Rogan's was midway along the Purt. At either end of the Purt lived two families whose leading roles in the commerce of the town spanned a number of generations. At the east end was Neely's Brook, Neely's Well, Neely's big house, Neely's immaculately kept circular lawn in front of it, two iron gates breaking a long, high, stone wall, with one small wooden door opening from a side lane, Neely's lane, into Neely's garden. The garden wall was twice as high again, completely shutting out from public view a well tended oasis of fruit trees, flowers, shrubs, vegetables, rows of carrots, potatoes, beetroot, scallions, cabbage, cauliflower, thyme, rosemary, blackberry bushes, strawberries, raspberries, and potted plants nurtured in glasshouses until strong enough to be taken outdoors in the early warmth of approaching summer days.

It was a silent oasis, presided over by Neely's gardener, himself a silent man--I think his first name was John--who walked without uttering a word, twice a day through the town, from his home on the other side, down Main Street, across the Sixteen Arches, along the Purt, in through the first iron gates, up the winding drive leading to the house and garden, and back again in the evening at the close of a long day of back-breaking work. People who wanted fresh vegetables would go the long way around to the lane, knock on the wooden door, and wait for John to open it, let them in, and take their orders. It was only if a customer expressed an interest in some plant, or shrub, or flower that John would open up and share his knowledge of flowers and vegetables, gained over a lifetime of silent, dedicated toil in Neely's garden.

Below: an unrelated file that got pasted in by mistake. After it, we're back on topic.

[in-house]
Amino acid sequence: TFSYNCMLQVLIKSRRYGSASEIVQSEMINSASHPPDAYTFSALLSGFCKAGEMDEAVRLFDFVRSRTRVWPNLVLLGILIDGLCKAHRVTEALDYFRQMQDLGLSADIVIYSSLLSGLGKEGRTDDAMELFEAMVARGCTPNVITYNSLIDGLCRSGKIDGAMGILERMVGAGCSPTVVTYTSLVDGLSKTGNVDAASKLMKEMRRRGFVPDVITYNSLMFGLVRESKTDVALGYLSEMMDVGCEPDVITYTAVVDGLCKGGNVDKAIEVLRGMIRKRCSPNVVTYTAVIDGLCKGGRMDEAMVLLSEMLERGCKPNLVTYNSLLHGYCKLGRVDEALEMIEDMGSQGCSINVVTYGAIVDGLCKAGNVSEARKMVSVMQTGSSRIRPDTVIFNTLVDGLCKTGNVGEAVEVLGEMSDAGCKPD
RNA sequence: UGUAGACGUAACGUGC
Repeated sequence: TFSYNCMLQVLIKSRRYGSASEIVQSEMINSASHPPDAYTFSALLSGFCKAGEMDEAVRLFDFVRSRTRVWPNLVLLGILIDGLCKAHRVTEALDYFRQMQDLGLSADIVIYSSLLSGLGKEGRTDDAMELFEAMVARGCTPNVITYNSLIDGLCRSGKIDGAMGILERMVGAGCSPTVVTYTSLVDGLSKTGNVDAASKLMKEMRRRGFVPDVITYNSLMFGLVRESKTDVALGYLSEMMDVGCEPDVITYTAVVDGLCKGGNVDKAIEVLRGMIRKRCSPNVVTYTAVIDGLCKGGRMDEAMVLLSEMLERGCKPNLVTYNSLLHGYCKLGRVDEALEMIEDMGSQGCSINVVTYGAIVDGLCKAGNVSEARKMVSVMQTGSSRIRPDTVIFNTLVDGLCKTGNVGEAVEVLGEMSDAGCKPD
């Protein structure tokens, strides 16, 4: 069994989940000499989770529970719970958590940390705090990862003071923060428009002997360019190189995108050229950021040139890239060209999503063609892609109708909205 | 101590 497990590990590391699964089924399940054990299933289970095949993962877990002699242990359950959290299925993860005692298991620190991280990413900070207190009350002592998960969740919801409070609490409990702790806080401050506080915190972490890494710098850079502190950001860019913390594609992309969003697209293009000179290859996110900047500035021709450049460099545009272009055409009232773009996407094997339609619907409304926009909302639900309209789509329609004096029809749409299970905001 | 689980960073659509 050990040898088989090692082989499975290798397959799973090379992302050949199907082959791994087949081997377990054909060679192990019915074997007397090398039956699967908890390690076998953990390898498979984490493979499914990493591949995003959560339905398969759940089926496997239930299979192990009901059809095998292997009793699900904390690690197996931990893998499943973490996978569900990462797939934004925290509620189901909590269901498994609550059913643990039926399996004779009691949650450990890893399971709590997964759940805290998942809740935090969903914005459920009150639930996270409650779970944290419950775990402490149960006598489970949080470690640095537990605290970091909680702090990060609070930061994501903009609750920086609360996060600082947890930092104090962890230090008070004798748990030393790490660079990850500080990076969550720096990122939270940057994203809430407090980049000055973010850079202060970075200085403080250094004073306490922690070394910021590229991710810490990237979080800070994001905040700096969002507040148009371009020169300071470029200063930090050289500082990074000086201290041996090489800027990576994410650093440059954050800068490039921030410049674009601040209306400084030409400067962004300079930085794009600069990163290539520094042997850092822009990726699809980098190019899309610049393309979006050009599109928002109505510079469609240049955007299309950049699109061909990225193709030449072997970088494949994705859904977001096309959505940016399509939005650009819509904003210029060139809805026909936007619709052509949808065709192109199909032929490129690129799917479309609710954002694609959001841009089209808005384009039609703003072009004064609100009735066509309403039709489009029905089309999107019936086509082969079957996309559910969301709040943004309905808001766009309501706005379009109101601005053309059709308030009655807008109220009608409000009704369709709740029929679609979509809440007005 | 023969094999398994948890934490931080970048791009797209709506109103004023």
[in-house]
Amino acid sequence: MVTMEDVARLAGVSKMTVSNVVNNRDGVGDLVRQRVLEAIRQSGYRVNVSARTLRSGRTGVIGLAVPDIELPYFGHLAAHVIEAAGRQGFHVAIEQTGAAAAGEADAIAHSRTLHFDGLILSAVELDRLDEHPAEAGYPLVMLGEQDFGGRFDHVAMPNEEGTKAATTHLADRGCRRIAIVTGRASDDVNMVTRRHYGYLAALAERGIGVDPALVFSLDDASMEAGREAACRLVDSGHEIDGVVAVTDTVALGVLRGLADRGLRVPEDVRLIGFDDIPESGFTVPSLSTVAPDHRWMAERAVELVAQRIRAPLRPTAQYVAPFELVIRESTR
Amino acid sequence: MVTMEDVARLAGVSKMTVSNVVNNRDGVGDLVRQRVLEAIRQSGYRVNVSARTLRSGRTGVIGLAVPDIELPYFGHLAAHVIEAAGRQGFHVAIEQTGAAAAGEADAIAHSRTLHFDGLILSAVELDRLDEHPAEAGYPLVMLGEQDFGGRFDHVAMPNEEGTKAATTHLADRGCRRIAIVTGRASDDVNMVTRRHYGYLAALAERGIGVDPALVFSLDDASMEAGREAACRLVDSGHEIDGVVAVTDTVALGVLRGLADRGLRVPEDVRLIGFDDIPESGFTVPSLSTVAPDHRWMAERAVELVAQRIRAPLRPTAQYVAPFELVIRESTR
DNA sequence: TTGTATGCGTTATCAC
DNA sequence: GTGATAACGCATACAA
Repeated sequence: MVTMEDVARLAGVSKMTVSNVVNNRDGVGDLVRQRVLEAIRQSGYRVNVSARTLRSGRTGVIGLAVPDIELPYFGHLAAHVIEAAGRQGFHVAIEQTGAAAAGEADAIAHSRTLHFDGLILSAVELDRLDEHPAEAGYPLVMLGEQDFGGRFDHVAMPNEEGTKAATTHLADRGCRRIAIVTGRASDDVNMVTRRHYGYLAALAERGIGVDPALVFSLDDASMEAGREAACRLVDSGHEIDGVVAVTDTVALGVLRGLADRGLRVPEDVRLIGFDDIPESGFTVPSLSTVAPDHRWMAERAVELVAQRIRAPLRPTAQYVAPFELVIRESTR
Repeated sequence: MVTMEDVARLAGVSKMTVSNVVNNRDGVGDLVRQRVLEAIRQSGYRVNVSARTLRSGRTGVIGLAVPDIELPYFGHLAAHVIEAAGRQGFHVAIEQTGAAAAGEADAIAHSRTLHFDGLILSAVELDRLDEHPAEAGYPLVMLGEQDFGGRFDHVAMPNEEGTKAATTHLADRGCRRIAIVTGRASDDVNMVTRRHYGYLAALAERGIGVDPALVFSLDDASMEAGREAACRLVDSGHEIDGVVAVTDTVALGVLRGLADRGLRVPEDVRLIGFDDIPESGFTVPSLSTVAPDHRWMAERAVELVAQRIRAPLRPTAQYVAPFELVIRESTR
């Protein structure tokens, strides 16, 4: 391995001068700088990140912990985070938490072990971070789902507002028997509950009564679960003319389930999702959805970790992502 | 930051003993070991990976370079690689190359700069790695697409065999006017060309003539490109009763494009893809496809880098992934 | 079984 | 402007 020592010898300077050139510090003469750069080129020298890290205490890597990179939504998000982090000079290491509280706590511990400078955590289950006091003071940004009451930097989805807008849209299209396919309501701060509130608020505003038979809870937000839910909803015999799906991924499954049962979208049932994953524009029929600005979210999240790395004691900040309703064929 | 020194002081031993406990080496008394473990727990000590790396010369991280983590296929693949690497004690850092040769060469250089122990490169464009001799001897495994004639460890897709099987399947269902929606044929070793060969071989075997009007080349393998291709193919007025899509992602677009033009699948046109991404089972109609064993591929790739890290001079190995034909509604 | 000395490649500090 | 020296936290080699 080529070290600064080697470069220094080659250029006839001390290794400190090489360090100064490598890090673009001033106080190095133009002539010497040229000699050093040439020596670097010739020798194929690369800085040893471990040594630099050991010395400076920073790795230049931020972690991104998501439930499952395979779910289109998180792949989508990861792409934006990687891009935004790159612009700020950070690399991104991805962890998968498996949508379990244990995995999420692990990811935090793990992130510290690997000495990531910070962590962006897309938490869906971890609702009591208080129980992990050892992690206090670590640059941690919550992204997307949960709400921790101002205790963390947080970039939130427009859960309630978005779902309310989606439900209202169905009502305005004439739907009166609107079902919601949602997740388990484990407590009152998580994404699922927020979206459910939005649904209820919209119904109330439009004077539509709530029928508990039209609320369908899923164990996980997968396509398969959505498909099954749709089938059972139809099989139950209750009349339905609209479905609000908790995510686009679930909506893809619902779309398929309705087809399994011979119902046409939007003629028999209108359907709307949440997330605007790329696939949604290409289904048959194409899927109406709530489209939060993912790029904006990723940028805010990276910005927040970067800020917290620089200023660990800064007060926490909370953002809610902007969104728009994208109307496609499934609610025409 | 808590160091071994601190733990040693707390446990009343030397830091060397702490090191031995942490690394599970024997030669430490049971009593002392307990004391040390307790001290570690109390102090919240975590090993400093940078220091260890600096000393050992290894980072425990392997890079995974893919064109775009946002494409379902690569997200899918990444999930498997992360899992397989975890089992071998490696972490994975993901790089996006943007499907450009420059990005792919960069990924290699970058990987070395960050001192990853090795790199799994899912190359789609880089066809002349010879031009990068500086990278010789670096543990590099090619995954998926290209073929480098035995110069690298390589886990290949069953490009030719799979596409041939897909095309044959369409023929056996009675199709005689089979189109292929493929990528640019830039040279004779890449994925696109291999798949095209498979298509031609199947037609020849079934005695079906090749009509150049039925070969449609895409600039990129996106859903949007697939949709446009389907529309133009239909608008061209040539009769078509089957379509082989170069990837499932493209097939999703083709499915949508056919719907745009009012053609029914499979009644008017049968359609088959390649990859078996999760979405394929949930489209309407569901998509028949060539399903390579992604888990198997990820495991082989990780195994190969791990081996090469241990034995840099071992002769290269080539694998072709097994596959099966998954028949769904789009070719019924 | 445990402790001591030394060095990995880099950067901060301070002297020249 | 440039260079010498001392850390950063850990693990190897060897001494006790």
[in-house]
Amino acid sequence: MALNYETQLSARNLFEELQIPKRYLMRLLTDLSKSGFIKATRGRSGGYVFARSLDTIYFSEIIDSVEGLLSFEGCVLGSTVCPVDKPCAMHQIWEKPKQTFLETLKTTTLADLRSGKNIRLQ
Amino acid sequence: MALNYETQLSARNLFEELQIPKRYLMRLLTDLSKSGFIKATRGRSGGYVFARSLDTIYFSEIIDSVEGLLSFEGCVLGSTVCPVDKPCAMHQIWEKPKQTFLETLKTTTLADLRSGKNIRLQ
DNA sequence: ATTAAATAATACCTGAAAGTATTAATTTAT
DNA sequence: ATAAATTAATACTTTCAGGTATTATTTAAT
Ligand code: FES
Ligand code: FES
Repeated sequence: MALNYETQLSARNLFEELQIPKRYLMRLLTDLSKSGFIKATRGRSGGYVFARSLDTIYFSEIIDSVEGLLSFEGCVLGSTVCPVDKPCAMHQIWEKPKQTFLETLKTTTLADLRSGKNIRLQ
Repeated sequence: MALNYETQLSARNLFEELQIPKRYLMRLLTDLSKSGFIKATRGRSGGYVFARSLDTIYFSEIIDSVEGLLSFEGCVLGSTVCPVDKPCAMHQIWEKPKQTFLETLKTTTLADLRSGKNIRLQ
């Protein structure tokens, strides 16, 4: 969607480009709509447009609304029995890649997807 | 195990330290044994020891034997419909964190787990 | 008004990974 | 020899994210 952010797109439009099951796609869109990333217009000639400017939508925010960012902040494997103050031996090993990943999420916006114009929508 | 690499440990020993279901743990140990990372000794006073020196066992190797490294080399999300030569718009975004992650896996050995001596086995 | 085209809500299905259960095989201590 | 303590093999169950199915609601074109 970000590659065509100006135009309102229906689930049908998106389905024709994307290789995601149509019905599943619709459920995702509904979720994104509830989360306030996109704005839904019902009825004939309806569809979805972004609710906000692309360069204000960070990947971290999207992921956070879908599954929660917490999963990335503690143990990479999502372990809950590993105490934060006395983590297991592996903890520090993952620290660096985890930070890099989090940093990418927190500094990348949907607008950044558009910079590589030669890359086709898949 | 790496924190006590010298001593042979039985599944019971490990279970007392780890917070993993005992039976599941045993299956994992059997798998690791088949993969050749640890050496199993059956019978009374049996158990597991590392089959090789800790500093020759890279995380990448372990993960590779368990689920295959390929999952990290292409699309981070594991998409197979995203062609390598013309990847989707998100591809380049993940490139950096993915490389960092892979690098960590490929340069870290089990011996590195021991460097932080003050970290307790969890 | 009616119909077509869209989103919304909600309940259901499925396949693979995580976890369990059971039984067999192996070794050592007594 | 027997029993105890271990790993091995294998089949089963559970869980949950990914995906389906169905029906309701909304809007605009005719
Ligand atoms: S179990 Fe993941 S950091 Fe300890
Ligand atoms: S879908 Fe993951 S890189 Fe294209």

If he was working at the far end of the garden, any potential customer had to wait outside the door until he returned within hearing distance of the knocking. A person might spend half an hour waiting but, as my uncle used to say, "the man who made time made plenty of it", and the waiting was well worth the while, for each order, let us say of carrots, was dug fresh out of the ground and any clinging earth washed or knocked off, before being handed over in return for a sixpence, a shilling, or a florin, depending on the size of the order.

Because the garden belonged to the Neelys it didn't matter if there was any profit made on a transaction, and if John threw in an odd cutting, or happened to hand out a handful of strawberries to a wee boy or girl sent to get the carrots, sure it was only out of the goodness of his own heart. Somehow the song, "In a Monastery Garden", an old concert reliable, comes to mind whenever I recall Neely's garden.